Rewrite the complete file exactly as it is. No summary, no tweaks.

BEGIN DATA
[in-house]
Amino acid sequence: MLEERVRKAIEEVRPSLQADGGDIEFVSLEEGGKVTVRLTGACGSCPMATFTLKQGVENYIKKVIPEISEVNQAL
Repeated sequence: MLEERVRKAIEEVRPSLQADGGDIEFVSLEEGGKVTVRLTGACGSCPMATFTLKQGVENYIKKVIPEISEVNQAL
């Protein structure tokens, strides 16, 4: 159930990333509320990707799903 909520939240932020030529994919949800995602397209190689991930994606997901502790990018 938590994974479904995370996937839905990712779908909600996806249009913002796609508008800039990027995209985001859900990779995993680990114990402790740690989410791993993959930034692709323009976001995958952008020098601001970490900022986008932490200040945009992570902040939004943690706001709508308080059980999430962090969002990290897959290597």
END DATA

[in-house]
Amino acid sequence: MLEERVRKAIEEVRPSLQADGGDIEFVSLEEGGKVTVRLTGACGSCPMATFTLKQGVENYIKKVIPEISEVNQAL
Repeated sequence: MLEERVRKAIEEVRPSLQADGGDIEFVSLEEGGKVTVRLTGACGSCPMATFTLKQGVENYIKKVIPEISEVNQAL
């Protein structure tokens, strides 16, 4: 159930990333509320990707799903 909520939240932020030529994919949800995602397209190689991930994606997901502790990018 938590994974479904995370996937839905990712779908909600996806249009913002796609508008800039990027995209985001859900990779995993680990114990402790740690989410791993993959930034692709323009976001995958952008020098601001970490900022986008932490200040945009992570902040939004943690706001709508308080059980999430962090969002990290897959290597």